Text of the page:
must take into consideration the temperature to be encountered as well as
the level of stress. In the use of cast magnesium alloys it has been
suggested that service conditions be divided into three ranges of
temperature. These are as follows: (1) Up to 250oF (120oC);
(2) from 250o to 400oF (120oC- 205oC),
approximately; and (3) above 400oF (205oC)
or perhaps 450oF (235oC).
This division would allow the use of certain
alloys in the lower range, although their creep resistance is relatively
poor at higher temperatures. At the same time, advantage would be taken
of their relatively good mechanical properties at room temperature and
their satisfactory castability. Alloys ZK61 and ZM60 fall into this
category. For the highest temperature range, alloys with the best creep
resistance may be requisite irrespective of their mechanical properties
at the ordinary temperature or their foundry behavior. The ranges of
temperature given also apply in the case of wrought compositions.
The structural or metallographic condition having the maximum resistance
to creep at elevated temperatures is produced by means of suitable heat
treatment. This varies with the alloy composition and the form of the
material (whether cast or wrought). The most suitable conditions for
resisting creep are T2, T6, and T7. These are effected, respectively,
by stabilization of as fabricated (F) products, solution heat treatment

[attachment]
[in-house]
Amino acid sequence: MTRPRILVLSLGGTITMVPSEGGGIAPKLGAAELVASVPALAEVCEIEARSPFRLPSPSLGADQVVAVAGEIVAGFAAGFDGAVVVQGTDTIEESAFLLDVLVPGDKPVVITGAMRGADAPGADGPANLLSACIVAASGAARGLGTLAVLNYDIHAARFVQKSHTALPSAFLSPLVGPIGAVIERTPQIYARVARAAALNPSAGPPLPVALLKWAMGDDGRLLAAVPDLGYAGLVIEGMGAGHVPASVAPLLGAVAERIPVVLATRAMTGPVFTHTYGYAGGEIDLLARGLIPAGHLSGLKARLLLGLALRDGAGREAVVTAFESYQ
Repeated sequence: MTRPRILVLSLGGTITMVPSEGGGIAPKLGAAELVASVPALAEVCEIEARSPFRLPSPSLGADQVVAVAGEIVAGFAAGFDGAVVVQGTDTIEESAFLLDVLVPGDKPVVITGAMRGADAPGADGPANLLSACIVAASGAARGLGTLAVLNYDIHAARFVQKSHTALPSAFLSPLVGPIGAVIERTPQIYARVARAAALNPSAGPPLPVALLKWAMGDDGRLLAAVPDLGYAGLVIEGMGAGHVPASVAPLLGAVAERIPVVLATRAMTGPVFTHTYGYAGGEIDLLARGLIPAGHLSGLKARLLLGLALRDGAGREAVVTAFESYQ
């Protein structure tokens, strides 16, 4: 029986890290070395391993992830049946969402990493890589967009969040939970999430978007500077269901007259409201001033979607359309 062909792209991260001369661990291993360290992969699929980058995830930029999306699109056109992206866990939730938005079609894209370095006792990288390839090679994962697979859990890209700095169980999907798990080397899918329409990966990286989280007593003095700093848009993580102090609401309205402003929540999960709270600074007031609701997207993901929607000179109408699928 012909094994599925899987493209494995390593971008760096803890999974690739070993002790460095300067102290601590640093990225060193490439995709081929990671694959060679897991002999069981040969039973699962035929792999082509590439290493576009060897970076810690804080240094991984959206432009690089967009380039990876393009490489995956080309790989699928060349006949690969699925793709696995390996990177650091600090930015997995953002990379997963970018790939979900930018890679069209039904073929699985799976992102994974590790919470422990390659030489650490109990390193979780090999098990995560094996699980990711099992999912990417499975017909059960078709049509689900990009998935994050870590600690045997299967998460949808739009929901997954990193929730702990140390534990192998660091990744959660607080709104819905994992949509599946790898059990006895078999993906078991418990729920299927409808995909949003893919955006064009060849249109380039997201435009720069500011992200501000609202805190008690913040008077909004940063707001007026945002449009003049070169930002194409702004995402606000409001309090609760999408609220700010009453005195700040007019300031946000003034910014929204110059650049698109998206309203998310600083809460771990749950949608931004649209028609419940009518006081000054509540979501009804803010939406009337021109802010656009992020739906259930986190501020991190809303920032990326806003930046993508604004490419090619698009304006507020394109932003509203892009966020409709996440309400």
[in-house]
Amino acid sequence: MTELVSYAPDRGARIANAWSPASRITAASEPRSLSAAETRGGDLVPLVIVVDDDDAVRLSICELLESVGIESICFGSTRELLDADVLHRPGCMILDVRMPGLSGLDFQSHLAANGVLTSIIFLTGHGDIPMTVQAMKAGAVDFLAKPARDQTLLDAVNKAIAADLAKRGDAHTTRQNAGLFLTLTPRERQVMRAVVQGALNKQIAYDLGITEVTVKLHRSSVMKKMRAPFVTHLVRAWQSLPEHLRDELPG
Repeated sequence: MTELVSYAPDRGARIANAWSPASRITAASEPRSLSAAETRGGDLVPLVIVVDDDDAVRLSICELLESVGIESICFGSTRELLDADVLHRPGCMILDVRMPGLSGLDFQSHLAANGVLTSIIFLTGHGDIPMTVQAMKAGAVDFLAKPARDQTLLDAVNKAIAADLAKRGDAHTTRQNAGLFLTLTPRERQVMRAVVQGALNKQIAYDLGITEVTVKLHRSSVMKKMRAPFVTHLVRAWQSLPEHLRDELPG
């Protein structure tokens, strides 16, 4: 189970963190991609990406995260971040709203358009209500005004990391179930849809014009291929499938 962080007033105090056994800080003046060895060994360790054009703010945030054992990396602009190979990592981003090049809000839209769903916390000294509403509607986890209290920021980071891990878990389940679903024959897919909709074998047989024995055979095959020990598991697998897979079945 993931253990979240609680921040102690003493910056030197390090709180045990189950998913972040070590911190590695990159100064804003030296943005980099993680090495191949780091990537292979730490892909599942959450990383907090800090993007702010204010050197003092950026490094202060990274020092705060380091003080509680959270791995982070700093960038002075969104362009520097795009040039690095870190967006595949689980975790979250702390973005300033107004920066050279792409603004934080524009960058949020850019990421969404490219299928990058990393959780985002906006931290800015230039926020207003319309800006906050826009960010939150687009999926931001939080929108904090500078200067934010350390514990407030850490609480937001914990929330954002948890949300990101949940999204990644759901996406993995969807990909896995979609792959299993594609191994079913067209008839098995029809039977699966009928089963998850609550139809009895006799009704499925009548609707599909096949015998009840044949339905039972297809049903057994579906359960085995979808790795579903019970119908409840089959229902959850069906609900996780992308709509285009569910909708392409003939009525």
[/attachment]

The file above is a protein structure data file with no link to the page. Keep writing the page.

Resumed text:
and aging, and solution heat treatment followed by stabilization.
Properties After Heating
Some data are available which show the effect of heating magnesium
alloys to elevated temperatures on their mechanical properties at
Short-time heating at temperatures up to 650oF (345oC),
as may be required in forming sheet or for straightening certain products,
or as may occur during the service life of a part or structure,
effects changes in the room-temperature properties of various
In general, magnesium-alloy castings used in the as-cast (F) or solution
heat-treated (T4) condition gain in yield strength and lose in elongation
on heating for a sufficient period of time in the range up to 650oF (345oC).
Castings in the solution heat-treated and aged (T6) condition lose in
yield strength on such heating.
In nearly all cases, the short-time heating of annealed or hot finished
magnesium-base products at temperatures up to 650oF (345oC) is without
effect on the mechanical properties. The heating of alloy sheet in the
hard-rolled temper (H) to 500-600oF (260-345oC) practically results
in complete annealing and yields the properties of the soft temper (O).
However, this does not apply to M1A-H sheet which softens only slightly
when heated to 600oF (345oC) for not more than a few minutes or to